Now that some time has passed since the 2010 mid-term elections, political pundits, firearm owners and shooting enthusiasts are generally viewing the Nov. 2 results as decidedly positive for the furthering of pro-firearms legislation and protection of Second Amendment rights.
With most of the national attention focused on critical races for U.S. Congress, candidates endorsed by the NRA Political Victory Fund were victorious in 85 percent of U.S. House races, and 19 of 25 U.S. Senate races.
To put these results in perspective, in the 111th Congress, there were 43 NRA A-rated Senators and 34 F-rated Senators. The 112th Congress will contain 50 A-rated (+7) and 33 F-rated Senators (-1). On the House side, there were 226 NRA A-rated and 151 F-rated Representatives in the 111th Congress. The 112th Congress will contain 258 A-rated (+32) and 133 F-rated (-18) members.
In state elections, pro-gun governors were elected overwhelmingly, but perhaps no state election result was more closely watched by gun-owners than that of Wisconsin.
The election of a Republican governor and new GOP majorities in both the House and Senate have enhanced the prospect for liberalized handgun carry legislation in Wisconsin. That's because the Badger State remains as one of only two states (along with Illinois) that deny any citizen the right to carry concealed firearms for personal protection.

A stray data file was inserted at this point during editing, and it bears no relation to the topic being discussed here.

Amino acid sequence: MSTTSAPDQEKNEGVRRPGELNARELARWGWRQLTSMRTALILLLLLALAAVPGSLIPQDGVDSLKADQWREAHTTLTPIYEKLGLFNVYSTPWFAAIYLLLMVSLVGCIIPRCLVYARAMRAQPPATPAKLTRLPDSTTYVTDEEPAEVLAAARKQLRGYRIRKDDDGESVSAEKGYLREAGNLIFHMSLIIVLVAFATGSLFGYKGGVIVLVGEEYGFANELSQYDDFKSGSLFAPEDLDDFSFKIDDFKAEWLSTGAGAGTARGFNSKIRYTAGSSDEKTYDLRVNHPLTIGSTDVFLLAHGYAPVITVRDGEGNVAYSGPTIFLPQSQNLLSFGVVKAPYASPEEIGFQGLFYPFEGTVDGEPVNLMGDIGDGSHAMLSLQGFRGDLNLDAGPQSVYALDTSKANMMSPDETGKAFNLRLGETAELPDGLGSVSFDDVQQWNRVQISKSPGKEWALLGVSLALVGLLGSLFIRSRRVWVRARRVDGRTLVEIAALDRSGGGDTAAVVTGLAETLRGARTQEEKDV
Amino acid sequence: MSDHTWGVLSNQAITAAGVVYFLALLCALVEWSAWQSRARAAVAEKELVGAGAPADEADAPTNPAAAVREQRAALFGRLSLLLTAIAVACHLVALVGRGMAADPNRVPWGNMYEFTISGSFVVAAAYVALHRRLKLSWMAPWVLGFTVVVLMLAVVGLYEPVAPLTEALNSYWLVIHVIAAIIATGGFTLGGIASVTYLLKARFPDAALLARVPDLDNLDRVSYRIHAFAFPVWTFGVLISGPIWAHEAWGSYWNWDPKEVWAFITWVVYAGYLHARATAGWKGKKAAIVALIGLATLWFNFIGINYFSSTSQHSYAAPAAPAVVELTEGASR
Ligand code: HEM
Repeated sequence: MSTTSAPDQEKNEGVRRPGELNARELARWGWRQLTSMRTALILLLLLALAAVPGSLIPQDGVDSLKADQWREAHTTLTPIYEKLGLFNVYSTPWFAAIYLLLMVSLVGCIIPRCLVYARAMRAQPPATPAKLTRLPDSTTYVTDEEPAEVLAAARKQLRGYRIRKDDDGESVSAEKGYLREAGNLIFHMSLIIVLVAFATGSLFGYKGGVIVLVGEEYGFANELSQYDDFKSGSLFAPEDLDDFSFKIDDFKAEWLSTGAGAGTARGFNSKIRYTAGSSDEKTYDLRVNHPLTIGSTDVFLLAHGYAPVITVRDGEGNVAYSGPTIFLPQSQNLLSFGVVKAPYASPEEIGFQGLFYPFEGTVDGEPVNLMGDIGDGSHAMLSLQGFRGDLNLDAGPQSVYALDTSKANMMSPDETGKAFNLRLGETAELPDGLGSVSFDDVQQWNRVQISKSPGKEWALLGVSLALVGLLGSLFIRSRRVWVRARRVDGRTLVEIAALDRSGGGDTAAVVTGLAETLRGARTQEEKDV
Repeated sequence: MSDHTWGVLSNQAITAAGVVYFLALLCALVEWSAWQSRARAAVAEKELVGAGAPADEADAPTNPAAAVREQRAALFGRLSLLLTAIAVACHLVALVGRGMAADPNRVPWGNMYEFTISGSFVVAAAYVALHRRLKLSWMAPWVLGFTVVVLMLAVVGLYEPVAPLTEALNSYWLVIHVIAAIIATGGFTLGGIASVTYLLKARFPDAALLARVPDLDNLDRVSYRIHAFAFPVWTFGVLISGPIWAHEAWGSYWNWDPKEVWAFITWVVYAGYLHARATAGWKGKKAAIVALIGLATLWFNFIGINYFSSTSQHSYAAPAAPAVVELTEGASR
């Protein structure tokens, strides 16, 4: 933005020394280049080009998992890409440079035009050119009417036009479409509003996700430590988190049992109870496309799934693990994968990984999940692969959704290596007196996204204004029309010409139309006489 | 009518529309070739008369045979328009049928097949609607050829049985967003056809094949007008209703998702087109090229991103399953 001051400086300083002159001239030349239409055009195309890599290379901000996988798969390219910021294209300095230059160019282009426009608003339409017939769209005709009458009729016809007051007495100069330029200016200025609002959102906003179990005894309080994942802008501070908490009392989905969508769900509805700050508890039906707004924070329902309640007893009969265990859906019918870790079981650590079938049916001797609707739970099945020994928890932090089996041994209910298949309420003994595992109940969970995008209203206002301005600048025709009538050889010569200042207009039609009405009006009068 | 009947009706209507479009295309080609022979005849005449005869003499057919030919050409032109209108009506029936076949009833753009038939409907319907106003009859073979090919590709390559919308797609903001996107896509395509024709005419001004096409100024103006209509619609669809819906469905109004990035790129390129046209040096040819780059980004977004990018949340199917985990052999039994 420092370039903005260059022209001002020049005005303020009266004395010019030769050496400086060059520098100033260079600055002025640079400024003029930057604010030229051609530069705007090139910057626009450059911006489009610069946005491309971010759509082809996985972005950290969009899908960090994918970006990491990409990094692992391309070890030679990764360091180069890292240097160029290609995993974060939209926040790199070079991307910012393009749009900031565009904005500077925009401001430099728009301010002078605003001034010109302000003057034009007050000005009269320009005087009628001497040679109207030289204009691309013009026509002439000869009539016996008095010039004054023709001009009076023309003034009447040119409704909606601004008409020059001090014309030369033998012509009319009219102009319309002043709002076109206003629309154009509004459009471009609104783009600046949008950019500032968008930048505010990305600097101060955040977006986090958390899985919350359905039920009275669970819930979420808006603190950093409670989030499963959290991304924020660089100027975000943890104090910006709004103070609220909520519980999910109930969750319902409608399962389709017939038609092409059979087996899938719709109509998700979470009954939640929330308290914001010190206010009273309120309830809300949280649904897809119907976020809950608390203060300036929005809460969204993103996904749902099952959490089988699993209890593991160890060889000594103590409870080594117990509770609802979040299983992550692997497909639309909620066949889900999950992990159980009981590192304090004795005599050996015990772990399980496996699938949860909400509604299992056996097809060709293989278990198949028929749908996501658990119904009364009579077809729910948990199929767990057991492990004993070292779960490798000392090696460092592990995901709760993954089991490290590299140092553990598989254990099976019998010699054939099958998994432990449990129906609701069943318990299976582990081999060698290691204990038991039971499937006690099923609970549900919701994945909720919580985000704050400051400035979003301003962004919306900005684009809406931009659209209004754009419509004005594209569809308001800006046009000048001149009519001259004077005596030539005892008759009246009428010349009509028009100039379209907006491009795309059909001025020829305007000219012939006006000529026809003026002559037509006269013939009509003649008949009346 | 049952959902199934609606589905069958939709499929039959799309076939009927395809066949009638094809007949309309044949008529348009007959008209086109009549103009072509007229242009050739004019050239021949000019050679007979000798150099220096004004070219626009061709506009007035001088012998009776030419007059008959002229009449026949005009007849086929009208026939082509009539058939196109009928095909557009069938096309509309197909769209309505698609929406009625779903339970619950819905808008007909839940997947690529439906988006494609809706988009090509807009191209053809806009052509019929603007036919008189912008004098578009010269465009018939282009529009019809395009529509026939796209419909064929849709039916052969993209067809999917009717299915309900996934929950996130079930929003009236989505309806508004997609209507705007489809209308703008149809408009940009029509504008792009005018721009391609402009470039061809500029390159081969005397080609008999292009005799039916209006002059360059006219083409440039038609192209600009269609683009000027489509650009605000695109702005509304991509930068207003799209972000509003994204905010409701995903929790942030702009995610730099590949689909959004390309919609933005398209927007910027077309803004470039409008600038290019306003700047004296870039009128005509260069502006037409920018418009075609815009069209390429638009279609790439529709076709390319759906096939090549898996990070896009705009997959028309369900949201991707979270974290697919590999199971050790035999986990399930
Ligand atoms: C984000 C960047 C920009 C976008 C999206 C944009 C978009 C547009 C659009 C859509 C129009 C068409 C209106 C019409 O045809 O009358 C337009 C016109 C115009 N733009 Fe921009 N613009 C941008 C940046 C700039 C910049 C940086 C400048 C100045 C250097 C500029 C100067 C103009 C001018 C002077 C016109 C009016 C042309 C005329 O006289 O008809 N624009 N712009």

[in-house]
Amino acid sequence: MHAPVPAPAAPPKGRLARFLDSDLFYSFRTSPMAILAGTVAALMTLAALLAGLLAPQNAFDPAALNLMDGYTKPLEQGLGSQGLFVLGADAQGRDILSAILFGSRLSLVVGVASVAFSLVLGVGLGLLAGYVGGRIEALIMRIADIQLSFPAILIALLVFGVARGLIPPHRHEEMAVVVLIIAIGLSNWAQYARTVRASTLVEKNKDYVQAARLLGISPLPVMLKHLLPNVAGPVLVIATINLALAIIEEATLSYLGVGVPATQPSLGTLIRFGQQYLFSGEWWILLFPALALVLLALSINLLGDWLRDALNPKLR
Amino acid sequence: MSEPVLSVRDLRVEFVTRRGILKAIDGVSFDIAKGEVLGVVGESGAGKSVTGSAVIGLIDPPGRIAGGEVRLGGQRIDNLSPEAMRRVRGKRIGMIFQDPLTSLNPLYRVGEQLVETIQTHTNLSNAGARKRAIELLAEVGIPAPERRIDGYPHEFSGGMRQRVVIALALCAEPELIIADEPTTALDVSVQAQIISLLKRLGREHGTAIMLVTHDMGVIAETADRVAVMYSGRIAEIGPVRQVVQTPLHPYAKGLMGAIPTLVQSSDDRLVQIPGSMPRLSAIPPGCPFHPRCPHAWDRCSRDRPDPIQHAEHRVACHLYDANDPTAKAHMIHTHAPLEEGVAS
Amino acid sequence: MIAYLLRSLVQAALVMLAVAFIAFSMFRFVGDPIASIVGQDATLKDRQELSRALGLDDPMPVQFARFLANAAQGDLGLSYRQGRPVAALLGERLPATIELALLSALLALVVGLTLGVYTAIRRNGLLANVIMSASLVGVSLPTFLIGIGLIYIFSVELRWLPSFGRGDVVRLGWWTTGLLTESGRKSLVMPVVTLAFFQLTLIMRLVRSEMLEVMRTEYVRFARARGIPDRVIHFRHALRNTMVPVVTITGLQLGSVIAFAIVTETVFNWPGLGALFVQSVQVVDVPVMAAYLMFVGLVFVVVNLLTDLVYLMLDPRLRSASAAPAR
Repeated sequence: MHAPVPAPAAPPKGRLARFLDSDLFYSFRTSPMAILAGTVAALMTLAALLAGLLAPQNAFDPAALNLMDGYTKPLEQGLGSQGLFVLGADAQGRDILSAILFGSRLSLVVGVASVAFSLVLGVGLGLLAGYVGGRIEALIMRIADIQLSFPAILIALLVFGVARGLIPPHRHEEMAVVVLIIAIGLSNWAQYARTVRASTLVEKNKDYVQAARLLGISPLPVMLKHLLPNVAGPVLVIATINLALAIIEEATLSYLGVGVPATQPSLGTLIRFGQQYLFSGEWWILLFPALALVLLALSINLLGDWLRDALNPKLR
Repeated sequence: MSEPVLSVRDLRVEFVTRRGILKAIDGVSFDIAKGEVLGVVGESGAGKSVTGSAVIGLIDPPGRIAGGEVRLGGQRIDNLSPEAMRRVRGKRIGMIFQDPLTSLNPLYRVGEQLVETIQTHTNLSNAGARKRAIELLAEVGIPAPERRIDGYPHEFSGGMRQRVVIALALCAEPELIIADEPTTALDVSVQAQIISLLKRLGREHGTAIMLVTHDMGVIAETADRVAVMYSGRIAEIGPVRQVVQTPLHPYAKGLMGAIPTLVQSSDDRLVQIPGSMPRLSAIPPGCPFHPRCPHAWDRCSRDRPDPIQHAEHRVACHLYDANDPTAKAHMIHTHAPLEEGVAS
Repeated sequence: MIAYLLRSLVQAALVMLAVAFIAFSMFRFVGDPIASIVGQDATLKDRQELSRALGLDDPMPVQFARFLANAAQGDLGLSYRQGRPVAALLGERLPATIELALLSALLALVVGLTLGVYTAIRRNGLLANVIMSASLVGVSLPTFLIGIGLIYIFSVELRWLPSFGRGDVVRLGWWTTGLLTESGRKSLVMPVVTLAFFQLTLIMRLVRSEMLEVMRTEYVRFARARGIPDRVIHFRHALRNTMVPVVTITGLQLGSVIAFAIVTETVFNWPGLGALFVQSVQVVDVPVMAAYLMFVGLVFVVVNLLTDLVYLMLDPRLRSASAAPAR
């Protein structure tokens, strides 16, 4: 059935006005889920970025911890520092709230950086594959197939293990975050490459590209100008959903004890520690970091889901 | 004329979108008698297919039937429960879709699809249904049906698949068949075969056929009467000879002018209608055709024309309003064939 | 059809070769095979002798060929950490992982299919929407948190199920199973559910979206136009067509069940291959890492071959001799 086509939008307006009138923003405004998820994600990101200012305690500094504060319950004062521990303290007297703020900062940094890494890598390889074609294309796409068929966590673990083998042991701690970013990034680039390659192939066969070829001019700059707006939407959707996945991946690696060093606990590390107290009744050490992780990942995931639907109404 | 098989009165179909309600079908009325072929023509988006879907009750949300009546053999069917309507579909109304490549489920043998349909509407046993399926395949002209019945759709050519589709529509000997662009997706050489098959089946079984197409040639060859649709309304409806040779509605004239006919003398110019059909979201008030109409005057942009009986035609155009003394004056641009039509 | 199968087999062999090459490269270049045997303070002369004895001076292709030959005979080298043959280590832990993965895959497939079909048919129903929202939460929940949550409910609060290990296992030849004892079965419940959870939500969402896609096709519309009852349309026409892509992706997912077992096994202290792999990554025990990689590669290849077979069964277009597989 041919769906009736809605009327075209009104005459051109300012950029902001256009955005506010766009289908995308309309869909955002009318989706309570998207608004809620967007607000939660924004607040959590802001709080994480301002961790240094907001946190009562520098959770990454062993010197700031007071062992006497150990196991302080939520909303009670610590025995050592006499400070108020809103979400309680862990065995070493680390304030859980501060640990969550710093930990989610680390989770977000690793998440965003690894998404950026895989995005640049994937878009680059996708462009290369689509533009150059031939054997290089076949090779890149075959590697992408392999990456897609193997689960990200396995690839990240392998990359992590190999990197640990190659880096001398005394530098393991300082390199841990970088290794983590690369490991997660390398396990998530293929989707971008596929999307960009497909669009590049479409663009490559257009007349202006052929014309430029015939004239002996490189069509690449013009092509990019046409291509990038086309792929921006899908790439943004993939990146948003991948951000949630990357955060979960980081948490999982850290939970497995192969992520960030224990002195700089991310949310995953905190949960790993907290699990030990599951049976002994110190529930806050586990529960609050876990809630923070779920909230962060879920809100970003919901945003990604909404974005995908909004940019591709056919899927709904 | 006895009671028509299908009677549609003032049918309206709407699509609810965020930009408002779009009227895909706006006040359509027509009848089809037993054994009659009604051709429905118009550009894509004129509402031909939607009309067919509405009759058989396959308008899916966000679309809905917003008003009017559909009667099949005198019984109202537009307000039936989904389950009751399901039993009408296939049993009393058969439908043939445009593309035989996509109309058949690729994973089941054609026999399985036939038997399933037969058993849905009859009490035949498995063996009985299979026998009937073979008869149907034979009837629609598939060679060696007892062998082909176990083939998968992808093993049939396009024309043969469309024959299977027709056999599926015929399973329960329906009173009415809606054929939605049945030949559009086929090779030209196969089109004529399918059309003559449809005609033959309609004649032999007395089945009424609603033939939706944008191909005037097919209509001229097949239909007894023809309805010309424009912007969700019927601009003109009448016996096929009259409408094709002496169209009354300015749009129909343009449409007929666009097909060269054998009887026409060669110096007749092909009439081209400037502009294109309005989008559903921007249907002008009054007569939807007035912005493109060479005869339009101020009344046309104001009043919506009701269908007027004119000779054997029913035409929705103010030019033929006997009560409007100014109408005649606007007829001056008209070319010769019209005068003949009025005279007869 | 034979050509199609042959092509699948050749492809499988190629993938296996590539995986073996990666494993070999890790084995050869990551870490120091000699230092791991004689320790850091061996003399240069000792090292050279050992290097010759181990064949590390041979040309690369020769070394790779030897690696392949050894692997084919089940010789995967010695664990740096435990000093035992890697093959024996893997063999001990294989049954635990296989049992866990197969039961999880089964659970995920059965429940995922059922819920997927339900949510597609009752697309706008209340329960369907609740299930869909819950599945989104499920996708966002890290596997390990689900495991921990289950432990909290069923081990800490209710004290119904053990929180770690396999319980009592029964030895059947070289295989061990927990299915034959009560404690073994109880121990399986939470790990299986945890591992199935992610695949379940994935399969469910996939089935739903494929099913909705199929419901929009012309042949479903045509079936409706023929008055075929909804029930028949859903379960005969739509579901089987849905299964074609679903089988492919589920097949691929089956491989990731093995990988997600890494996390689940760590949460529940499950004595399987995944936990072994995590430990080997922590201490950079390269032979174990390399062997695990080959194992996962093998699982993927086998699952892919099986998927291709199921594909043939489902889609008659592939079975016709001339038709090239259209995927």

Throughout his campaign, governor-elect Scott Walker vowed to support concealed-carry and "castle-doctrine" legislation. His predecessor, two-term Democratic Gov. Jim Doyle, twice vetoed concealed-handgun licensing measures.
Even when the Wisconsin legislature was under Democratic control, it came within a single vote of overriding Doyle's veto.
When the 2011 legislative session convenes in Madison this January, many believe Wisconsin will be on its way to becoming the 49th state to approve legislation allowing the concealed carry of firearms for personal protection by law-abiding citizens.